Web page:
Monthly Archives: August 2011

I have noticed something about our dog, Cocoa, the two-year-old wonder poodle.

A typical scenario is this: Jonathan and I take him walking many mornings together, but sometimes Jonathan heads for home while I extend the walk for another 20-30 minutes. As soon as Jonathan moves away, Cocoa sets off a howl and pulls to go after him. He goes with me–I have the leash–but he keeps looking back toward Jonathan. 

Then, as Cocoa and I keep going, we encounter a neighbor jogging or walking another dog or someone walking alone, and Cocoa’s attention shifts. Jonathan is forgotten, and now Cocoa is pulling and making noises wanting to connect with  the new item of interest.

I know Cocoa likes to walk with me. When there are no other distractions he is very happy, wagging his tail, looking up at me, rubbing against my leg.

But if he has a second option, he wants that. He wants what he does not have. I have begun to call it “Cocoa’s Law.”

Thing is, I know this is not limited to Cocoa. I have some of the same tendencies. I know other people do, too. When I mentioned Cocoa’s Law to a fellow dog walker, she said, “How human of him!”

Why is it that we are so often not satisfied, even with things we really like (or love)? Why is it that the negative in a situation becomes so much more important than the positive?

Are we really that perverse? I admit I often am.

Maybe I should call it Robin’s Law, or just remember it seems to be human (and canine) nature. But I wonder: shouldn’t I be doing better than Cocoa?

I was in court today.

I was there to support my friend. She made a mistake, indeed she has made many in the past few years, but now she is living a new life.

I was blessed to be there, to talk with her and her attorney before the judge arrived, to feel her anxiety but also to share her hope in the future.

Something really struck me for the very first time. I have been in court many times but for some reason today I noticed how similar courtrooms and church sanctuaries appear.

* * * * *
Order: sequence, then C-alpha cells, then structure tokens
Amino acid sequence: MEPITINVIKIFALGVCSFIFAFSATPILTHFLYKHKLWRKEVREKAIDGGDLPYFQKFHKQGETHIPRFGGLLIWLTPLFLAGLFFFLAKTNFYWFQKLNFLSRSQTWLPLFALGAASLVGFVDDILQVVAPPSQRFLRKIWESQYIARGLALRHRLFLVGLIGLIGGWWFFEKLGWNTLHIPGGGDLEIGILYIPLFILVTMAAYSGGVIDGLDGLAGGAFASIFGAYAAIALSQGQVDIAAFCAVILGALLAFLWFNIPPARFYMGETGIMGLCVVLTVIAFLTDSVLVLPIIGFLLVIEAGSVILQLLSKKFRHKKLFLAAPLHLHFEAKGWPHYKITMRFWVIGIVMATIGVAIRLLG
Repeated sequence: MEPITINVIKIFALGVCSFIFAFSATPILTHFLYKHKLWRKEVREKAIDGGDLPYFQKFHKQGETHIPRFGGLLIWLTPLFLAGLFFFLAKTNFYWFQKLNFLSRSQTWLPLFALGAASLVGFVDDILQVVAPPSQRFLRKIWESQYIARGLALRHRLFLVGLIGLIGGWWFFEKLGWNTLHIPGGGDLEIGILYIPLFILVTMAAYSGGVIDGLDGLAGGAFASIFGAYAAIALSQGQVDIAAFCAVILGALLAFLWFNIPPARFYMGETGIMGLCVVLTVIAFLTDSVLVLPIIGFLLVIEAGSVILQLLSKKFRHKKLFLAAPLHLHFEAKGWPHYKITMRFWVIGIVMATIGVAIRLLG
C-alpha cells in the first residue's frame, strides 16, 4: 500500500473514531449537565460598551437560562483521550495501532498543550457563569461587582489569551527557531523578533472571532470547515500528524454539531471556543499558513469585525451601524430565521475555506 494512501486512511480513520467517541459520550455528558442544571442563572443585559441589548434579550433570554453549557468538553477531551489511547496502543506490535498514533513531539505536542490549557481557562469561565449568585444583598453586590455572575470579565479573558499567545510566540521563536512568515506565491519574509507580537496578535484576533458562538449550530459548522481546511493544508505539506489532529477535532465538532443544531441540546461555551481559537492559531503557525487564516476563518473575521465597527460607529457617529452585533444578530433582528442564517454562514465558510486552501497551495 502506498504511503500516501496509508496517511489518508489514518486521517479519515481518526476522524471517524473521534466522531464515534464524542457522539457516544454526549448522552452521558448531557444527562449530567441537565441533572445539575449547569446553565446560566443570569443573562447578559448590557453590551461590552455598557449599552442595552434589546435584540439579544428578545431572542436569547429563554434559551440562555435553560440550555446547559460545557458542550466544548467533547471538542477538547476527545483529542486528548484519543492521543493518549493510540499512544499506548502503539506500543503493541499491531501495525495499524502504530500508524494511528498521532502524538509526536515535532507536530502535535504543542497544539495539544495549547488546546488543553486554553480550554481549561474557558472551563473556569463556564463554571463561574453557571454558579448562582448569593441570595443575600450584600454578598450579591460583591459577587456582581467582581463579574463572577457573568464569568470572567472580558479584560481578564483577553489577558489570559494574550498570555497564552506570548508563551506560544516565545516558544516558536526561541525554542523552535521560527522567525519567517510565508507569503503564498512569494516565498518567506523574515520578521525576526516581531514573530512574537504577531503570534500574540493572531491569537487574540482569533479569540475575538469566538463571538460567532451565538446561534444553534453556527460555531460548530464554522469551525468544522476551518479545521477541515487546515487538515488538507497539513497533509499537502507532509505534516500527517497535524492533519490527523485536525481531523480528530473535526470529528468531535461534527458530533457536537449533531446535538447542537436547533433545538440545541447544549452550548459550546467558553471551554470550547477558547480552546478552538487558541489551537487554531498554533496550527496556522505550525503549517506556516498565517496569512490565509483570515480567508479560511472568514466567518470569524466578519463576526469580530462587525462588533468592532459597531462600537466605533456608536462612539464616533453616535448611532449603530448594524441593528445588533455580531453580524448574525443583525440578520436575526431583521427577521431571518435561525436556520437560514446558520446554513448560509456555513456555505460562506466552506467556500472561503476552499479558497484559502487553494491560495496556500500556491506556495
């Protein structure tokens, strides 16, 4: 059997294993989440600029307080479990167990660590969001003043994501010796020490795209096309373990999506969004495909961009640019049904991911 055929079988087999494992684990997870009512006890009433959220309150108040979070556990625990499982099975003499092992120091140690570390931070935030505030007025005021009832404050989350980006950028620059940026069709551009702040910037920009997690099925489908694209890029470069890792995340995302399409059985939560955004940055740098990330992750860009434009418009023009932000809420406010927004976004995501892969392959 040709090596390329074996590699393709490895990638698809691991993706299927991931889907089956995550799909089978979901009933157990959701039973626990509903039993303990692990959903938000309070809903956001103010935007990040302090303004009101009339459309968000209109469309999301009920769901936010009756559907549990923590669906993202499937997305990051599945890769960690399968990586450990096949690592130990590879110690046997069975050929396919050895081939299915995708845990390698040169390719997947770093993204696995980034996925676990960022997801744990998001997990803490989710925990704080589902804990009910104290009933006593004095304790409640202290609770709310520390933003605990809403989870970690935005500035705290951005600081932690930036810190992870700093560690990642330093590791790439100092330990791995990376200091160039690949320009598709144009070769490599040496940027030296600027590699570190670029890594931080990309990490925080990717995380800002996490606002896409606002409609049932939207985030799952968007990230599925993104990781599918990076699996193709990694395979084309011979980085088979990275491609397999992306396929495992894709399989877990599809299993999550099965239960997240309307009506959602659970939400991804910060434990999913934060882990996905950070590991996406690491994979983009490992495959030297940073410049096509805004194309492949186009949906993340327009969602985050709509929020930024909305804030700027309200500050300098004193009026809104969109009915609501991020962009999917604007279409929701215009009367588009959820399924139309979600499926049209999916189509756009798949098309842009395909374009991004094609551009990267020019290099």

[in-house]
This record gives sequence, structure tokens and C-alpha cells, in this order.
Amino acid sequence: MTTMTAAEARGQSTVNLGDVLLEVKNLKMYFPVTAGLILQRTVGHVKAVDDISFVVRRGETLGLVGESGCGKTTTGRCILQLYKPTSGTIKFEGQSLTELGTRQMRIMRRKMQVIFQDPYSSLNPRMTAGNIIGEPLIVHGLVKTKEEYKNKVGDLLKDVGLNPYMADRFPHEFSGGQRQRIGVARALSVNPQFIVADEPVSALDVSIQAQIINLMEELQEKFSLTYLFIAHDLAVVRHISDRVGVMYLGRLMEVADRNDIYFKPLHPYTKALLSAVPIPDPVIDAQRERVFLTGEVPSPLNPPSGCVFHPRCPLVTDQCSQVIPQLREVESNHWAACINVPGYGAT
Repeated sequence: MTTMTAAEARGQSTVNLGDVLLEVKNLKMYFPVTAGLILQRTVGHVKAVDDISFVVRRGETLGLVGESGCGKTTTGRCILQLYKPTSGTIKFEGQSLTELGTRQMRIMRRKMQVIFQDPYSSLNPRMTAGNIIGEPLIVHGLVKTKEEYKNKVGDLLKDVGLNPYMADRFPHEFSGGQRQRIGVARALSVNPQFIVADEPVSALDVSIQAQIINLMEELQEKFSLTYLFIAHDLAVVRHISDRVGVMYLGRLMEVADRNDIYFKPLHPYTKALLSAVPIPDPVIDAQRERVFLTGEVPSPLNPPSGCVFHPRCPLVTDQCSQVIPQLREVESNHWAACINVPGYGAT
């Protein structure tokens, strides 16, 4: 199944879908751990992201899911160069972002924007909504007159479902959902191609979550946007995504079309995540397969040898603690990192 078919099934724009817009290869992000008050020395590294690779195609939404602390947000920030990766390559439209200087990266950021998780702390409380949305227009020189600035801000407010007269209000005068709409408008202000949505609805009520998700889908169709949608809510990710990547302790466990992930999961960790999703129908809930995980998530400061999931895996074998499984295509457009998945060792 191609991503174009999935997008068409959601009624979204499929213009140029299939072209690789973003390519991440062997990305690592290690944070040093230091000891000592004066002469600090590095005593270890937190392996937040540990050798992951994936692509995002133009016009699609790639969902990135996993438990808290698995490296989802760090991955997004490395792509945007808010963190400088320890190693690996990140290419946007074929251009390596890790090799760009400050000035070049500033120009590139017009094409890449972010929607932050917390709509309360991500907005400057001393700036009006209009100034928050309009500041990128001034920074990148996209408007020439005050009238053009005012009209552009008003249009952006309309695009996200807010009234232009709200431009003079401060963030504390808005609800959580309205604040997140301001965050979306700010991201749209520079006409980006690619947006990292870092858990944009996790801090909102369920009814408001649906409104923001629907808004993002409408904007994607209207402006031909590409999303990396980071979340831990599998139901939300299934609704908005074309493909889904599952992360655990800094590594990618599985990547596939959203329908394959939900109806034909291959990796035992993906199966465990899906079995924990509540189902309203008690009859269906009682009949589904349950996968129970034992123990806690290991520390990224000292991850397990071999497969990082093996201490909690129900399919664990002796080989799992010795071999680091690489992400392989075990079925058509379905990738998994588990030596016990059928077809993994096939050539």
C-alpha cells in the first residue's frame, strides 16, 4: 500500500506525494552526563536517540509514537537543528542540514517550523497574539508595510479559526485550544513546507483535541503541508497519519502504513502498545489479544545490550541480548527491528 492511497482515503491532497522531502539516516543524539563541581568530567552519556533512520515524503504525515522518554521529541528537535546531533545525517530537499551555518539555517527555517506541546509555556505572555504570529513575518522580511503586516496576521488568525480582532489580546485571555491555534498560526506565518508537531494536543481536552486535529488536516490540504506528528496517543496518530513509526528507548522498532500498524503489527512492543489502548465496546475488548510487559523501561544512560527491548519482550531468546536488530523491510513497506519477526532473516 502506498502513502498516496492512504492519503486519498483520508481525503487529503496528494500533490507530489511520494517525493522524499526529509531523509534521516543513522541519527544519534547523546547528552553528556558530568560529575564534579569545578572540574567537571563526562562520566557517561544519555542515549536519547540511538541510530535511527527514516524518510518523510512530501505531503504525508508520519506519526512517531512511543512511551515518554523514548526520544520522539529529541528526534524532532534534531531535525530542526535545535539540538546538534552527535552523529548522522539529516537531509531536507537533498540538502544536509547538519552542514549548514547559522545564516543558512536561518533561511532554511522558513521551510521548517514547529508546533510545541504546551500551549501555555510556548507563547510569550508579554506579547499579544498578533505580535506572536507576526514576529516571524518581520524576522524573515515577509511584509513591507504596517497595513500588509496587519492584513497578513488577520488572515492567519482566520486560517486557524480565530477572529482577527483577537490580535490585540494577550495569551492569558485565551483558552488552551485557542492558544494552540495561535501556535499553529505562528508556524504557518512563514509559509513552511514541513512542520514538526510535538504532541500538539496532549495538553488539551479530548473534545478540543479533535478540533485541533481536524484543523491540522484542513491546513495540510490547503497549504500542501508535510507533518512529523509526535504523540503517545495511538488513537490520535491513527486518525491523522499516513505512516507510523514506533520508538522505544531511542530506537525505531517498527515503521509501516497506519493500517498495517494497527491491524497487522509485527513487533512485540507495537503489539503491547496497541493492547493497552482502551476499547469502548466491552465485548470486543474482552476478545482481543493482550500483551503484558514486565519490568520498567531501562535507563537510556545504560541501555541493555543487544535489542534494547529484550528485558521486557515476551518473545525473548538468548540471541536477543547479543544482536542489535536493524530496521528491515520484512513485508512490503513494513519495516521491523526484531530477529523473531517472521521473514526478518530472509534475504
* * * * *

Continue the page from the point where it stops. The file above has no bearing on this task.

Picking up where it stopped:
There are the rows of seats, all facing forward, with the eye inevitably drawn to the center spot where the judge sits. There are the seals of the Commonwealth and the city above the judge on the wall. Then there are court personnel–the clerk who sits next to the judge at a lower level, and the deputies who stand in front of the bench to direct people where to go and what to sign. One of the deputies is the disciplinarian, reminding people not to talk and where to sit. She even tells people they violate the dress code (no shorts allowed in this courtroom).

In a church, of course, the cross is the focal point for worship–and in our church the choir takes center stage below.  There is no judge, but there are worship leaders. They are there not to maintain order but to help us worship. They want us to make a joyful noise!

My friend was spared some serious penalities. She will not go back to jail. She will be able to move forward on her dream.

But the courtroom, while it looks similar to a church sanctuary, is not where her dream will be nurtured. That happens in church. The courtroom is about the past, the sanctuary is about the future.

Strange how things that can look so similar can be so very different. I am grateful to be in church!

On an emotional level, I was glad when President Obama authorized help to the Libyan rebels, and worked with NATO to provide continuing military support.

However, I joined many others who were concerned that we were getting ourselves bogged down in what seemed to become an endless, and quite possibly hopeless, civil war. Many in Congress felt the President had exceeded his authority.

Today, I want to thank the President. He took a huge risk, and it seems to have worked. The hated dictator is on his way out. The Libyan people can breathe again, after 42 years of repression.

Generally, I am not a subscriber to the theory that the end justifies the means, but in statecraft it is often the best we can do. Jefferson certainly exceeded his authority in buying Louisiana, but I am glad he did. Lincoln overrode habeas corpus protections in war, but it may well have saved the Union.

On the other hand, FDR exceeded his authority, at least in my view, when he locked up scores of Japanese, and it did no one any good.

Whatever your view, and whatever your politics, we can in this moment, I hope, feel joy for our Libyan siblings. And pray for them to be able to rebuild their tattered homeland.

What do you do when a friend sends you what feels like a “Dear John” email?

I don’t mean a boyfriend or girlfriend or partner, but a friend, somebody you like and you think of as a friend, who sends you an email that sends a message of “See ya around.”

As a pastor, I am used to people coming and going. Sort of used to it, anyway.

If I am honest, it still hurts when people just stop coming to church. It even hurts when people tell you why, but that hurts less. In that case, you at least know they care enough, maybe even respect you enough, to tell you what’s on their heart. I am always willing to listen.

I know, as a pastor, I sometimes say or do things that can lead some folks to feel angry. I so wish they would talk to me, rather than just nurse the anger or talk only to others or just leave.